The outlook for global ECM is healthier now than for several years. The signs of recovery were plain to see at the time of the publication of last year's ECM report, but this year's resurgence of M&A activity coupled with strong secondary market performances have created conditions that do not just suit equity issuance, but actually make it desirable.
The star performer from a regional perspective has undoubtedly been Europe. By this time in 2004, ECM proceeds in the region had just passed the US$100bn mark, double the level achieved in the whole of 2003. But in 2005, proceeds have already reached US$112bn and the pipeline for the remaining months of the year is exceptionally strong.
Bankers predict activity of least US$60bn–$70bn in Europe before the end of the year, which would take full-year proceeds above the US$169bn year-end total for 2004.
What has been striking about activity so far – and is also true of the pipeline – is the variety of business being transacted.
While the market was dominated by quick-to-market risk trades during the downturn, the fact that IPOs and rights issues are the major features of the current environment is a testament to issuers' confidence in the ability of the equity markets to support their plans. However, corporates are still able to apply pressure on the investment banking community, through developments such as the hard-underwritten IPO and the competitive pre-marketing process.
The prospects for activity in the Middle East are on the minds of most of the large international securities firms. All of them have now established operations in Dubai following the creation of a new financial centre and in anticipation of the opening of the Dubai International Financial Exchange at the end of September.
In Asia, too, the outlook is positive. Privatisations across the region – whether Telstra in Australia, the financial sector in China or long-awaited deals such as EGAT in Thailand – continue to boost activity and to supply a good portion of the remaining pipeline. The potential for more internationally-focused business out of China is evidenced by the number of foreign investment banks looking at the prospects of establishing joint ventures with local brokers.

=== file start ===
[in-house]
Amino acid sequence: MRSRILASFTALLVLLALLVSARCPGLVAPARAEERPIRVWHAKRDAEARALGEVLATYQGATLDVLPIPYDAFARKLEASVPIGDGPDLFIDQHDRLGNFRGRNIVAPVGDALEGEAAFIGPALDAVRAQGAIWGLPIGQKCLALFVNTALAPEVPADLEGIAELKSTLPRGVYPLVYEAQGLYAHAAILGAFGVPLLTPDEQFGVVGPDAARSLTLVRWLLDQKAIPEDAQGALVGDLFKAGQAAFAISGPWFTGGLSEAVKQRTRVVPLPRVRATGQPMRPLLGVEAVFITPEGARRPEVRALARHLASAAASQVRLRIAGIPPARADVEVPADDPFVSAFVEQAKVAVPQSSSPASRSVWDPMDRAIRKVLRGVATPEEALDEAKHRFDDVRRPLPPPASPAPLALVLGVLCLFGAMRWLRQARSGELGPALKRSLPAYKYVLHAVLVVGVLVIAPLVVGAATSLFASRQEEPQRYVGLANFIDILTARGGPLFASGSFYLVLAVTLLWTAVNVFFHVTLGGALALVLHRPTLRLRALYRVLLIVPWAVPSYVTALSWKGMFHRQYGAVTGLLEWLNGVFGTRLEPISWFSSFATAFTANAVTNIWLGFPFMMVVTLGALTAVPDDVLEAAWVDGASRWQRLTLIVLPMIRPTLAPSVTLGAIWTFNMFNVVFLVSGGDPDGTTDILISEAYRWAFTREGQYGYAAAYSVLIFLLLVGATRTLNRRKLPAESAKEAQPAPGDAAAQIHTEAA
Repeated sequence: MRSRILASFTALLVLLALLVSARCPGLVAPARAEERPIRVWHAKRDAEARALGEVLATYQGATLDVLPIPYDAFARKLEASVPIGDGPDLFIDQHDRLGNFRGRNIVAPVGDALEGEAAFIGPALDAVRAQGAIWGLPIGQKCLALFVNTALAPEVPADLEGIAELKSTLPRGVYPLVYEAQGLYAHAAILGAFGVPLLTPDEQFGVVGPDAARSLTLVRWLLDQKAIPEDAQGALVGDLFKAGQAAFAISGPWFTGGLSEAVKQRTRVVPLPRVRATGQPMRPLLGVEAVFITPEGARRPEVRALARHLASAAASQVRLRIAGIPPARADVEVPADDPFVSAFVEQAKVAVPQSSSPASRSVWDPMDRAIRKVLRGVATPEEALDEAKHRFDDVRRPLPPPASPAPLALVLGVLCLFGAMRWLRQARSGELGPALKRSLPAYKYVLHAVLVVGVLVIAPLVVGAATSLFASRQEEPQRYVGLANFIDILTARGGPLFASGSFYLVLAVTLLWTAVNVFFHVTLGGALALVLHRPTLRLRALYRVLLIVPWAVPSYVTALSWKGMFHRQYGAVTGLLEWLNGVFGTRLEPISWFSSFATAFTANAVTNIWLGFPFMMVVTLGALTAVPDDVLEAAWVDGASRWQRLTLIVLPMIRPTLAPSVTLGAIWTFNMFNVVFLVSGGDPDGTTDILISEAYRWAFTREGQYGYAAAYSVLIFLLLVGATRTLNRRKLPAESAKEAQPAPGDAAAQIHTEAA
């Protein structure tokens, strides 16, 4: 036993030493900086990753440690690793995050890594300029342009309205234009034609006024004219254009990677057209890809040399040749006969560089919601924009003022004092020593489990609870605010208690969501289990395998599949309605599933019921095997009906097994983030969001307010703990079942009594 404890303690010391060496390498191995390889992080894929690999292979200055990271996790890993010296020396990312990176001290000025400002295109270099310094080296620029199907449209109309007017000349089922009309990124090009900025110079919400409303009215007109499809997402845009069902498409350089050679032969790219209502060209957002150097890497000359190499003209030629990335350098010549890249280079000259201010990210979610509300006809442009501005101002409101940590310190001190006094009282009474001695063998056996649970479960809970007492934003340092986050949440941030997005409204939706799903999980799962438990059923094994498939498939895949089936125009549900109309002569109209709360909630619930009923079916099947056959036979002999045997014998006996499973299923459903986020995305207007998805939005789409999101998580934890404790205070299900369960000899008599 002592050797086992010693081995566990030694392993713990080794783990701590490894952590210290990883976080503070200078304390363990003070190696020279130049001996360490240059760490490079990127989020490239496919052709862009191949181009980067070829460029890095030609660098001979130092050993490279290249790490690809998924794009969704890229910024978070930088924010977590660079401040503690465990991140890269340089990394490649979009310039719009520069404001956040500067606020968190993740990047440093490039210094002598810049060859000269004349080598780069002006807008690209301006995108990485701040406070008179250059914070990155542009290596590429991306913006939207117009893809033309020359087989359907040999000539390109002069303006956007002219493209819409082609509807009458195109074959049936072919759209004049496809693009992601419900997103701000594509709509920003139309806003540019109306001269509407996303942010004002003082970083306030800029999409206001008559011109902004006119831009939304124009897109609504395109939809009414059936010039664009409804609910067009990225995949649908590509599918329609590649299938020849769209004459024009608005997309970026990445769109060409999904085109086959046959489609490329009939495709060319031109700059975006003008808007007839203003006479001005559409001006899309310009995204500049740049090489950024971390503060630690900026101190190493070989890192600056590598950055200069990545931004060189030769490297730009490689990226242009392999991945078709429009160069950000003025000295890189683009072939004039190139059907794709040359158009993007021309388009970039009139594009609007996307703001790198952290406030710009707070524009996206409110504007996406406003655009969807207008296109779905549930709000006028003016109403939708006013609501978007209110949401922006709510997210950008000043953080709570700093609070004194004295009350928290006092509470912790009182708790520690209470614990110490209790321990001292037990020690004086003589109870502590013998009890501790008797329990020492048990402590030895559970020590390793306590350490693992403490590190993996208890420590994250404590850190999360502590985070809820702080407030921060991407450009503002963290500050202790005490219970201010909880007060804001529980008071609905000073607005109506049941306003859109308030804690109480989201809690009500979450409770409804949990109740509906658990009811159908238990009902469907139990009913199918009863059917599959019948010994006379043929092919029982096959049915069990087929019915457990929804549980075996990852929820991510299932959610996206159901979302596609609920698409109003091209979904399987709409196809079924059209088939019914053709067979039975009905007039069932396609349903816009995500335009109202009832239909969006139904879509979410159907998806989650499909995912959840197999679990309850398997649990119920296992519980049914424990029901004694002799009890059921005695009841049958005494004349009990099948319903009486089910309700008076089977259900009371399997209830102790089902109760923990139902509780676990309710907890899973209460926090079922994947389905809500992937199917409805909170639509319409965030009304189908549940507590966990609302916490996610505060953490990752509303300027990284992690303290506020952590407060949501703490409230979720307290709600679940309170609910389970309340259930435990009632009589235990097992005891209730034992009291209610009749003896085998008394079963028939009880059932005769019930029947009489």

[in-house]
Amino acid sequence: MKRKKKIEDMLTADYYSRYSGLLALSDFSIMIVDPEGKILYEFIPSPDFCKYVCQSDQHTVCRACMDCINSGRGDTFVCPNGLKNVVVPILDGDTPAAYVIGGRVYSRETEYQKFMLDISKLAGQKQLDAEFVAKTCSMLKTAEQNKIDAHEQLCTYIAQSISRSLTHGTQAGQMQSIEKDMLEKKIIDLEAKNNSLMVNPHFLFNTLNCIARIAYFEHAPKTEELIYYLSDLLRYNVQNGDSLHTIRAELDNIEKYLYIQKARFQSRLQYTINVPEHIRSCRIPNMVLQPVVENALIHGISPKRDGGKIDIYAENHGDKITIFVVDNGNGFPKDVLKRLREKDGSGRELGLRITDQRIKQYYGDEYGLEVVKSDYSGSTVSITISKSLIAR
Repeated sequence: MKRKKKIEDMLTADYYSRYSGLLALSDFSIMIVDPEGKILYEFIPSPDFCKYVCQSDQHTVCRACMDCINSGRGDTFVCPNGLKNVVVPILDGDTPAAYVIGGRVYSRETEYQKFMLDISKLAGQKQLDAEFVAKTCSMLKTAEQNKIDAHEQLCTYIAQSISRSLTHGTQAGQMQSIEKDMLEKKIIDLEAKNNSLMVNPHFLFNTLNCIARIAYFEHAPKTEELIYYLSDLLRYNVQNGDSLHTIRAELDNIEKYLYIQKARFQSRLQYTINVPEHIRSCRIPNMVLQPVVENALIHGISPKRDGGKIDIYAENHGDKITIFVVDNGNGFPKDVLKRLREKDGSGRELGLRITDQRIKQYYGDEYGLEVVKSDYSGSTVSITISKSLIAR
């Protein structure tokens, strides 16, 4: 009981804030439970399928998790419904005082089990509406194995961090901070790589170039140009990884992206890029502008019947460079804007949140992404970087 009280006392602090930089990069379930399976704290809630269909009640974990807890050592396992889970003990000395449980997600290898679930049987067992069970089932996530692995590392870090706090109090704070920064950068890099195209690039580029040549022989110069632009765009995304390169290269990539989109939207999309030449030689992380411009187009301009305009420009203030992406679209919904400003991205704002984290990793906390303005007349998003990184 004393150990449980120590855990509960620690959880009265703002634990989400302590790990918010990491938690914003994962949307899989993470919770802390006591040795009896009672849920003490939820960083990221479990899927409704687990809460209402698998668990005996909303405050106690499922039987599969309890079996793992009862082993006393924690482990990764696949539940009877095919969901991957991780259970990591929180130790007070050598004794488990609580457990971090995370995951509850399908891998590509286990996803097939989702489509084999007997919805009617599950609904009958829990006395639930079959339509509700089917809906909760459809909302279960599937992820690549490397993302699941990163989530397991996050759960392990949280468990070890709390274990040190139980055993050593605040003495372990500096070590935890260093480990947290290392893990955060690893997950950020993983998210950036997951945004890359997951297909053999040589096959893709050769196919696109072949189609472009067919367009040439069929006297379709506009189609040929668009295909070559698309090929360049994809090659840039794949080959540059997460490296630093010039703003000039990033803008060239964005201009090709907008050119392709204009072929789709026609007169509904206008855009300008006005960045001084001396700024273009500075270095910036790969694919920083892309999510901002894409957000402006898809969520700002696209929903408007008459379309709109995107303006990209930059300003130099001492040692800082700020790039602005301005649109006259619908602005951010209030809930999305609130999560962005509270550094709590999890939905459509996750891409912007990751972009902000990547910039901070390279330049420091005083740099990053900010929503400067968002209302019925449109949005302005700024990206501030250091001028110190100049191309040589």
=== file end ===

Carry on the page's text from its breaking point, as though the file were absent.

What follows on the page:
Australian ECM continues to be a supplier of innovation, from complex hybrid issues to so-called Rapids. As the Australian real estate investment trust sector comes close to having absorbed most of the quality available property assets, other providers of dependable income streams – such as infrastructure trusts – are finding favour with investors.
Shell companies that seek cash through IPOs with no clear indication of where they will invest it have also been a feature in Australia – where they are called cashboxes. The same phenomenon may be about to take off in the US, where "blank check" IPOs are lining up in number, but are proving slow to progress.
As in last year's ECM report, the overall theme is one of innovation, whether at a product level or in terms of progress in new geographic areas. Although such innovation has often been a reaction to tough conditions, which have made new approaches a necessity, the fact that it continues even while markets improve should provide confidence to issuers and investors alike.